Sangihe Hanging-Parrot


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Sangihe-Hanging-Parrot

Identification

Sangihe Hanging-Parrot 12 cm. Similar to L. amabilis but the edge of the forewing is yellowish-green. Male has red forecrown, throat, rump, vent, and tail tips, as well as pale iris, whereas the female has green forecrown, less red on vent, and dark iris.

Systematics History

Member of the L. stigmatus group (see above). Sometimes treated as conspecific with L. sclateri and L. amabilis. Monotypic.

Subspecies

Monotypic.

Distribution

Sangihe I, NE of Sulawesi.

Habitat

Primary and secondary forest, mixed orchards, coconut groves, in lowlands and hills, from sea level up to 900 m.

Movement

No information.

Diet and Foraging

Little known. Coconut (Cocos nucifera) nectar appears to be an important food source, but the nectar of Lansium domesticum and Ficus fruits are also consumed. May also take invertebrates.

Sounds and Vocal Behavior

Not well documented. Calls include short high-pitched notes, given singly or in phrases of 3–4 notes, e.g. “tsee-see-see-seet”.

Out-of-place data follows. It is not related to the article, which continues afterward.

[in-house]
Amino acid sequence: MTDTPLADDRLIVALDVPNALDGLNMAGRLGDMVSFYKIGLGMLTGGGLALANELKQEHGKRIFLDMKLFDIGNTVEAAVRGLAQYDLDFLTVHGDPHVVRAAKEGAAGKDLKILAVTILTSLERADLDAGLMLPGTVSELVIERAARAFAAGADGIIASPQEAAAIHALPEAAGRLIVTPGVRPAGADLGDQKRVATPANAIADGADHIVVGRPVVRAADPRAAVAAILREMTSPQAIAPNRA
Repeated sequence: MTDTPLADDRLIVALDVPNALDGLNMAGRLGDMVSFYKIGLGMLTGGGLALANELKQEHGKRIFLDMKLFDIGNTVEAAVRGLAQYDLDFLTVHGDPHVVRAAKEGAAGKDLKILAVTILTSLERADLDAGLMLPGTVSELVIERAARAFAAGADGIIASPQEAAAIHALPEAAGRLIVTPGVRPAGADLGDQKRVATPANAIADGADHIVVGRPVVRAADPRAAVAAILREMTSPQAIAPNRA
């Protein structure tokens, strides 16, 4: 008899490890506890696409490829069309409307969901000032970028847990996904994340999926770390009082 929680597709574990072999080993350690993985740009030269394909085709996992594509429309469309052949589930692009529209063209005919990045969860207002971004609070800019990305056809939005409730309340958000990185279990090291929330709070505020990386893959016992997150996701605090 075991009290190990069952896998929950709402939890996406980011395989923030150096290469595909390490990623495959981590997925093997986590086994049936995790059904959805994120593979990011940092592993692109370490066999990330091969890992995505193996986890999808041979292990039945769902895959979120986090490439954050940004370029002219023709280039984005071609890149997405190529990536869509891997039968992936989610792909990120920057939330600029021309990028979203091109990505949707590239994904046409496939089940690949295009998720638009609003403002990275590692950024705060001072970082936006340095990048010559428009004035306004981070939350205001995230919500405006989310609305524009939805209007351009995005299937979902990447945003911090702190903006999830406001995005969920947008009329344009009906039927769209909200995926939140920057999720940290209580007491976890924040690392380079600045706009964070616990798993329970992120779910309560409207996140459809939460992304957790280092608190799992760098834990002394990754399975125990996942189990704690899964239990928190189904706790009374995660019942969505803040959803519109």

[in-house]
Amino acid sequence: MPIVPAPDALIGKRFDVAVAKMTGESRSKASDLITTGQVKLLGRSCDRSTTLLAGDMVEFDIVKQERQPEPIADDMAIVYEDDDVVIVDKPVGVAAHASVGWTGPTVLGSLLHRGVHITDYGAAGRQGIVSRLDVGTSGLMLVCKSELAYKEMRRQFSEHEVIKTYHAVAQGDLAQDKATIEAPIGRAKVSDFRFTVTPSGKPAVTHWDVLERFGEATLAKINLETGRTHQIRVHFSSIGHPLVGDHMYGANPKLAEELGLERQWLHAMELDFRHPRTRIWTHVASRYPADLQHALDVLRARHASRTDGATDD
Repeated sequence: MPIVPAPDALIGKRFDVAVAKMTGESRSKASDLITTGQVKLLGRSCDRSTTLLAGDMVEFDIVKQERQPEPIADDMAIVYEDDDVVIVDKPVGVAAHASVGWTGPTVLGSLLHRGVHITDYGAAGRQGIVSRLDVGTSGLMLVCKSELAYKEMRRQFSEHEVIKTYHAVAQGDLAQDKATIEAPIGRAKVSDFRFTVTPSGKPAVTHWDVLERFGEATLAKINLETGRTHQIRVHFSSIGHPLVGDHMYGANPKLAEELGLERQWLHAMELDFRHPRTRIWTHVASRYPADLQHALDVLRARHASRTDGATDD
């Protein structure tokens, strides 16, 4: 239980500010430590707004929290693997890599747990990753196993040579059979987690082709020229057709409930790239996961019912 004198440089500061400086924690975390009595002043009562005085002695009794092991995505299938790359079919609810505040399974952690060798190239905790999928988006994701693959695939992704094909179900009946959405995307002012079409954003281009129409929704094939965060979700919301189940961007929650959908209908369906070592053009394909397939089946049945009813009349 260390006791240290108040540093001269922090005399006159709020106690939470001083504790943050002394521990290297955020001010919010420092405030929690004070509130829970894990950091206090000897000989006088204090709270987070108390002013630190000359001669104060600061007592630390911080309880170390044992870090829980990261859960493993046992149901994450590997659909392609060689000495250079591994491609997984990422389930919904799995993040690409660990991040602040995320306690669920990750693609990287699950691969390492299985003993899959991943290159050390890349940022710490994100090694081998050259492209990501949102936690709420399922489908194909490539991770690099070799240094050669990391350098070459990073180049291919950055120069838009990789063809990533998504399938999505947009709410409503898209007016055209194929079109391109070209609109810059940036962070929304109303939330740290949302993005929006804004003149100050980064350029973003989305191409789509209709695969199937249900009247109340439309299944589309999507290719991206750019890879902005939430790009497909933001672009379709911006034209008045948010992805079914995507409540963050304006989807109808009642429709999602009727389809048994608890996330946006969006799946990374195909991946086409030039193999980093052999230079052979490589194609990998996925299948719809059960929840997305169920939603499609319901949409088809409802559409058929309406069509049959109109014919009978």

Breeding

Poorly known. A female collected in May possessed a large brood patch. The only nest found was located in a 6–7 m high dead tree-fern trunk at the edge of the primary forest; evidently contained two eggs.

Juveniles have been collected in Jan, Feb, and July, and a pair were seen feeding a juvenile in Feb.

Conservation Status

Not globally threatened. Currently considered Near Threatened. Restricted-range species: present in Sangihe and Talaud EBA. CITES II.

Total range c. 560 km². This bird has suffered from the extensive clearance of original vegetation on its single small island, but fears of its extinction in the 1980s have happily been allayed by fieldwork in 1995 and 1996 which has found it common in some previously undocumented forested areas.

Sangihe Hanging-Parrot

Also tolerates degraded and cultivated habitats. Previously considered Endangered, a survey in 1998–1999 calculated a population of 10,700–46,200 birds, which is roughly equivalent to 6,700–31,000 mature individuals.

Since 1995, fieldwork and conservation-awareness programs have been conducted, and ideas developed for future land use, through agreements between interested parties.

Proposals made to reclassify the 4km² of “protection forest” on Mt Sahengbalira as a wildlife reserve, and some forest in Kentuhang valley is protected as a watershed for a hydro-electric scheme.

Other proposals include the establishment of a permanent presence of forestry staff on Sangihe I. Both Mt Sahendaruman and Mt Sahengbalira should be effectively protected.


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